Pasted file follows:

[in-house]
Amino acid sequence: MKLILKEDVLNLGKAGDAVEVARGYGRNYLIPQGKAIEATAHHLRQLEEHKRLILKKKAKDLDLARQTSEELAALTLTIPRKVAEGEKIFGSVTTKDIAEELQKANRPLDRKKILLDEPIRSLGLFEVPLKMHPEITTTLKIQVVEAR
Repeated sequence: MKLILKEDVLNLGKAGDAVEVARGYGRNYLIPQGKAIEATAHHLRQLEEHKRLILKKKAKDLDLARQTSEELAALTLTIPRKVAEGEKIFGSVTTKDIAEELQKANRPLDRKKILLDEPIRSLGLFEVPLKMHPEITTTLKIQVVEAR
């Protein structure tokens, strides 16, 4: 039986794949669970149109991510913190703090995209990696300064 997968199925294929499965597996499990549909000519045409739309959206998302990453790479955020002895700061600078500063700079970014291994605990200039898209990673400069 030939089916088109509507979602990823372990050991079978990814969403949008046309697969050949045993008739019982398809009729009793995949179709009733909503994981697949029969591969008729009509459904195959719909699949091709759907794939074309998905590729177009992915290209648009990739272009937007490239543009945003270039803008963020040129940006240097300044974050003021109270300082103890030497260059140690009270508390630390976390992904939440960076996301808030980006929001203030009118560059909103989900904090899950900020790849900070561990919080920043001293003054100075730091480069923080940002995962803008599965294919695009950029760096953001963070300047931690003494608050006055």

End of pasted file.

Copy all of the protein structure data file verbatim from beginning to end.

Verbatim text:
[in-house]
Amino acid sequence: MKLILKEDVLNLGKAGDAVEVARGYGRNYLIPQGKAIEATAHHLRQLEEHKRLILKKKAKDLDLARQTSEELAALTLTIPRKVAEGEKIFGSVTTKDIAEELQKANRPLDRKKILLDEPIRSLGLFEVPLKMHPEITTTLKIQVVEAR
Repeated sequence: MKLILKEDVLNLGKAGDAVEVARGYGRNYLIPQGKAIEATAHHLRQLEEHKRLILKKKAKDLDLARQTSEELAALTLTIPRKVAEGEKIFGSVTTKDIAEELQKANRPLDRKKILLDEPIRSLGLFEVPLKMHPEITTTLKIQVVEAR
């Protein structure tokens, strides 16, 4: 039986794949669970149109991510913190703090995209990696300064 997968199925294929499965597996499990549909000519045409739309959206998302990453790479955020002895700061600078500063700079970014291994605990200039898209990673400069 030939089916088109509507979602990823372990050991079978990814969403949008046309697969050949045993008739019982398809009729009793995949179709009733909503994981697949029969591969008729009509459904195959719909699949091709759907794939074309998905590729177009992915290209648009990739272009937007490239543009945003270039803008963020040129940006240097300044974050003021109270300082103890030497260059140690009270508390630390976390992904939440960076996301808030980006929001203030009118560059909103989900904090899950900020790849900070561990919080920043001293003054100075730091480069923080940002995962803008599965294919695009950029760096953001963070300047931690003494608050006055």